ATLANTA (AP) — Georgia senators are supporting a plan to make it a felony for local governments to accept money to fund elections from outside groups, except from the state or federal government.
The Senate voted 33-23 along party lines Thursday to approve Senate Bill 222, sending it to the House for more debate.
The measure would tighten a provision from a 2021 Georgia law that made it illegal for elections officials themselves to accept outside money after Republicans grew alarmed that Facebook founder Mark Zuckerberg donated more than $400 million to election officials nationwide.
Recently, suburban Atlanta’s DeKalb County accepted $2 million from the U.S. Alliance for Election Excellence to seek improvements and share best practices. The alliance includes the Center for Tech and Civic Life, Zuckerberg’s main funding vehicle from 2020. It set off a round of condemnations from Republicans that DeKalb had broken the law.
“We’ve had some communities that didn’t quite understand the intent, so this is an attempt to clarify the attempt,” said Senate Ethics Committee Chair Max Burns, a Sylvania Republican. He went on to say that a third party gives money for elections, "You influence the outcome of the elections.”
DeKalb County officials denied they violated the law. They said it's legal for elected county commissioners to take money, as opposed to the election office.
The bill would require DeKalb to return the money.
“I think it’s very apparent that this bill is partisan backlash,” said Sen. Nabilah Islam, a Lawrenceville Democrat.
The measure is separate from a broader bill before the Senate that seeks to make it easier for challengers to disqualify voters over residency questions and to eliminate ballot drop boxes. That bill must pass the Senate before the end of the day Monday, the deadline for legislation to “cross over” to the House.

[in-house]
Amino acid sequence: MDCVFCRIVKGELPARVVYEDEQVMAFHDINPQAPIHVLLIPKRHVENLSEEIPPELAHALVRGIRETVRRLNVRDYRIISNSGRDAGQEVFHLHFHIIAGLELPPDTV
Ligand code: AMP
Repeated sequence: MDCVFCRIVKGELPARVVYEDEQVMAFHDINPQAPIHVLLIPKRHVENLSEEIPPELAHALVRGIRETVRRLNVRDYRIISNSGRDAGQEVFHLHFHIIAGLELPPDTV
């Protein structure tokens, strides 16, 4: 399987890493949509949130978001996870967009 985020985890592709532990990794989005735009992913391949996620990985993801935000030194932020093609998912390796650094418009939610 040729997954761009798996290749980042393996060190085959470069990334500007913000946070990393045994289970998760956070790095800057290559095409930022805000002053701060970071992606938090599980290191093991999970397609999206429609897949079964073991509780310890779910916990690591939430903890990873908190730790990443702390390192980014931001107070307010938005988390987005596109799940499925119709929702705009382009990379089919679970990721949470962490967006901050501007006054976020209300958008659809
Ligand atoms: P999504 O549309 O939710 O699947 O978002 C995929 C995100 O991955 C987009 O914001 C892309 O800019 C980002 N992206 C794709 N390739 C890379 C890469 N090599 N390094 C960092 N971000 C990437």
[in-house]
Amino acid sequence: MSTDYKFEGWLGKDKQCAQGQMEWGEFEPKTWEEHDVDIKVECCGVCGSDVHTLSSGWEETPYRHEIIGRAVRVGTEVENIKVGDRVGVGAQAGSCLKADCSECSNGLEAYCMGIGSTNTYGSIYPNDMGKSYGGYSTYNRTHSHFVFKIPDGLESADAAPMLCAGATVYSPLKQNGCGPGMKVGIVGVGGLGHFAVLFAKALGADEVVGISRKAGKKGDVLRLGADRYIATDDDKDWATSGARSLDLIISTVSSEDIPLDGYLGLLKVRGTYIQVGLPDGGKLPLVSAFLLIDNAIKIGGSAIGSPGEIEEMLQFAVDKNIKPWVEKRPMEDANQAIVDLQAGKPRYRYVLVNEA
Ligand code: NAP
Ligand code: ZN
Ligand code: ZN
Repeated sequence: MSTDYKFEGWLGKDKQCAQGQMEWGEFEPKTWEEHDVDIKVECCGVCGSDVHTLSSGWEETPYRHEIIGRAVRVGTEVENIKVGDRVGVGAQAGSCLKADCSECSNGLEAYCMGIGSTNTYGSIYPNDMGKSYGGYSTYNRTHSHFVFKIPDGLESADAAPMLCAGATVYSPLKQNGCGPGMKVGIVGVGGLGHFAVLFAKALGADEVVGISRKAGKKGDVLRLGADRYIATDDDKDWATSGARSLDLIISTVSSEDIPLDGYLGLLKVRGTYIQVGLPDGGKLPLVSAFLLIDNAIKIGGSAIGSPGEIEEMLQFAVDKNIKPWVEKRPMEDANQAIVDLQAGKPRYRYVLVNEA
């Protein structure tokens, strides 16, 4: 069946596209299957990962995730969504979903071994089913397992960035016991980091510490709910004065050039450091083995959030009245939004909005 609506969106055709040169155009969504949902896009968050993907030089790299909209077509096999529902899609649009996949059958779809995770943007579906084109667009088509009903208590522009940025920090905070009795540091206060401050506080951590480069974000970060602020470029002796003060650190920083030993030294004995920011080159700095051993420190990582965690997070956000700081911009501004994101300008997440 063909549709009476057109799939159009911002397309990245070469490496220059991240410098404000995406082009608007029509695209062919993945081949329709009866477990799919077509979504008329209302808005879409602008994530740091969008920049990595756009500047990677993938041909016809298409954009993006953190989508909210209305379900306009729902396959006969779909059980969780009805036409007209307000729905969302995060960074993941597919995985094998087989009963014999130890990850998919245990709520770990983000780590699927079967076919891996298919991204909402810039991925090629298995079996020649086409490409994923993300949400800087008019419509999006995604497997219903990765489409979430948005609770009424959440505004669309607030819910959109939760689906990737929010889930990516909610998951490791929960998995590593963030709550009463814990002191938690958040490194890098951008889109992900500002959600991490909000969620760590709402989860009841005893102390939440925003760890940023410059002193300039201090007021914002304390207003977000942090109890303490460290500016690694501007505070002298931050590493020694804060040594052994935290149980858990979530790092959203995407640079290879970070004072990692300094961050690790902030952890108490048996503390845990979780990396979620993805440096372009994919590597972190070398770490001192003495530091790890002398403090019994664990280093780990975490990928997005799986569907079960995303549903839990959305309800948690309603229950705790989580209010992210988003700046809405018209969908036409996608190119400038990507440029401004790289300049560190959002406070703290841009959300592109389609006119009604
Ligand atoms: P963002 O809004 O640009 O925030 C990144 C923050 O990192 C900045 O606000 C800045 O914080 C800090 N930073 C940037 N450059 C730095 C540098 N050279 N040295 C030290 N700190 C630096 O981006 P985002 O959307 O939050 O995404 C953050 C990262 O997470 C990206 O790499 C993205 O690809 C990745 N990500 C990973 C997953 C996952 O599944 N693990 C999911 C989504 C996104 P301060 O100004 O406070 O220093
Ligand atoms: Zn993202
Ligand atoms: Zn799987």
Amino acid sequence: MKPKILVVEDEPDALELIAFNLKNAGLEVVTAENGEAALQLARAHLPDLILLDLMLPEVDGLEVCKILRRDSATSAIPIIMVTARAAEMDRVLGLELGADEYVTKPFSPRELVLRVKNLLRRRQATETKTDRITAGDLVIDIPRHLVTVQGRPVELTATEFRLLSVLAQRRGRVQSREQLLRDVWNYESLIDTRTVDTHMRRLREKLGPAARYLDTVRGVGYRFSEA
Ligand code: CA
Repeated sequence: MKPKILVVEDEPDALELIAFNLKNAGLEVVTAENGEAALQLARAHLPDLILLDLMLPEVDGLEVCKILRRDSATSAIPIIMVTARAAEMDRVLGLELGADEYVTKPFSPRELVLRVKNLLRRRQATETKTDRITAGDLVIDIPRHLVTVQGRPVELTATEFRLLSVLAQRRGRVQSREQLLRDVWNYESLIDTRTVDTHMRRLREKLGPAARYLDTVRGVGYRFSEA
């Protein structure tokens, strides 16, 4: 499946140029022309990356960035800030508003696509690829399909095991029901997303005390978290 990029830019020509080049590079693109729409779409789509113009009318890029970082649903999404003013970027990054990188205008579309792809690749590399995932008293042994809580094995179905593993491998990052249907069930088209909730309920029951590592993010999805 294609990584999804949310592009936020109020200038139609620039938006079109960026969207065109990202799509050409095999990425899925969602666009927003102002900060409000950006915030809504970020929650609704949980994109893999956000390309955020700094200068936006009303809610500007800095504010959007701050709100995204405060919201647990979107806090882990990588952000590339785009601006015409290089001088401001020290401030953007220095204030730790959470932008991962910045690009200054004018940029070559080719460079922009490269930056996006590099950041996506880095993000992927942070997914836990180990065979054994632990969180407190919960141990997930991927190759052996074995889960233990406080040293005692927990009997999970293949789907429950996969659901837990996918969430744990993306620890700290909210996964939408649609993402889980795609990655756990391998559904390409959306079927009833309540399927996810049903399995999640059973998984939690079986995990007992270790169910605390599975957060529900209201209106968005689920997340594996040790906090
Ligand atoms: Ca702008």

Republicans said any money should be donated to the Georgia Secretary of State and divvied up according to directions from the State Elections Board, which is dominated by Republican appointees.
“The issue with the third-party funding is it’s selective,” Burns said. “Not all 159 counties in Georgia enjoy that donation.”
Democrats, though, said the 2021 law made it more expensive for counties to run elections and that without outside funding, counties may have to raise taxes to pay for the increased expenses.
“We are burdening our election departments with extra responsibilities and costs while choking off the funding they need to meet all those demands,” said Sen. Sally Harrell, an Atlanta Democrat who represents parts of DeKalb County.
They demanded that the state increase election funding to counties if Republicans aren't going to allow outside grants.
“Let’s just appropriate the money,” said Sen. Derek Mallow, a Savannah Democrat. “How about we agree on that?”
Follow Jeff Amy on Twitter at http://twitter.com/jeffamy.